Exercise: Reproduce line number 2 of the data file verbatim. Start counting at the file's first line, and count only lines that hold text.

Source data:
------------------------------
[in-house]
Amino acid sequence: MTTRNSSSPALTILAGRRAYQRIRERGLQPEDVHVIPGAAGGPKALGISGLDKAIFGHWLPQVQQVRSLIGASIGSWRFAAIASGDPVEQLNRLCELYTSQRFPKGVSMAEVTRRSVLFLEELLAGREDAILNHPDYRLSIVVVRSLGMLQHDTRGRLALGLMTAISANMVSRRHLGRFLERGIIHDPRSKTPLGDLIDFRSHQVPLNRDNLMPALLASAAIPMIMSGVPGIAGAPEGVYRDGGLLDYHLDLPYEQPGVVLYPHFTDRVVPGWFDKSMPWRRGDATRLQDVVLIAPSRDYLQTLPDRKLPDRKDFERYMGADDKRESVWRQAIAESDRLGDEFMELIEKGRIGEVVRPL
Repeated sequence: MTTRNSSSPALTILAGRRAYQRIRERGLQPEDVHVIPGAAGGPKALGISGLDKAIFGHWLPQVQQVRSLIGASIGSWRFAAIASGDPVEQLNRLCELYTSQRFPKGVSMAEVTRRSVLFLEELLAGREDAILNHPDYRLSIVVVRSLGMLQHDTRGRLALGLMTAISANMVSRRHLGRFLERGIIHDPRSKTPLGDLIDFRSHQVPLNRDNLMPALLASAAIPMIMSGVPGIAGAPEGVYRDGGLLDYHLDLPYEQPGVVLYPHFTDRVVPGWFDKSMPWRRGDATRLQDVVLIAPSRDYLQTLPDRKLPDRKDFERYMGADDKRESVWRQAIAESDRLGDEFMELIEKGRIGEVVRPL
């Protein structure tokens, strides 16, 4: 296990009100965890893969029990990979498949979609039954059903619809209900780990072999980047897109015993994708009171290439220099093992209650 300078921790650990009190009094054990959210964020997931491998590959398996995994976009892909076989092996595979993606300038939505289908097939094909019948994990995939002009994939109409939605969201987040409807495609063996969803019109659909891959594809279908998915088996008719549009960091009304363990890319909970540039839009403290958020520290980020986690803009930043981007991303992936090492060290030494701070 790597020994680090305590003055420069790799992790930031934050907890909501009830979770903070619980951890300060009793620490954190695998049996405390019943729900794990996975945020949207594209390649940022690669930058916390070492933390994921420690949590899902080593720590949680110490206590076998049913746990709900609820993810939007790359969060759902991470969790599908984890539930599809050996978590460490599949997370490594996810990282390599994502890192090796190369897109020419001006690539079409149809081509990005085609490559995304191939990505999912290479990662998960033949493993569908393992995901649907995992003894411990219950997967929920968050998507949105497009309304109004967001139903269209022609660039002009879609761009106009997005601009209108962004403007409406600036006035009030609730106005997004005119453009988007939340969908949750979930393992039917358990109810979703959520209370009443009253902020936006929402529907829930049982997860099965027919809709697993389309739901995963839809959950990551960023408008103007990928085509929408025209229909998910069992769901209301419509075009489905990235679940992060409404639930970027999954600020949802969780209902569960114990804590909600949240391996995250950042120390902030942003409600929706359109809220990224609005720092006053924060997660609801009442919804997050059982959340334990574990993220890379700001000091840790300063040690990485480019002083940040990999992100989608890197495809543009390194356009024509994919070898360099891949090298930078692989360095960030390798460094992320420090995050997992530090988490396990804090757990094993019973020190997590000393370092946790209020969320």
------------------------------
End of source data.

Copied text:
Amino acid sequence: MTTRNSSSPALTILAGRRAYQRIRERGLQPEDVHVIPGAAGGPKALGISGLDKAIFGHWLPQVQQVRSLIGASIGSWRFAAIASGDPVEQLNRLCELYTSQRFPKGVSMAEVTRRSVLFLEELLAGREDAILNHPDYRLSIVVVRSLGMLQHDTRGRLALGLMTAISANMVSRRHLGRFLERGIIHDPRSKTPLGDLIDFRSHQVPLNRDNLMPALLASAAIPMIMSGVPGIAGAPEGVYRDGGLLDYHLDLPYEQPGVVLYPHFTDRVVPGWFDKSMPWRRGDATRLQDVVLIAPSRDYLQTLPDRKLPDRKDFERYMGADDKRESVWRQAIAESDRLGDEFMELIEKGRIGEVVRPL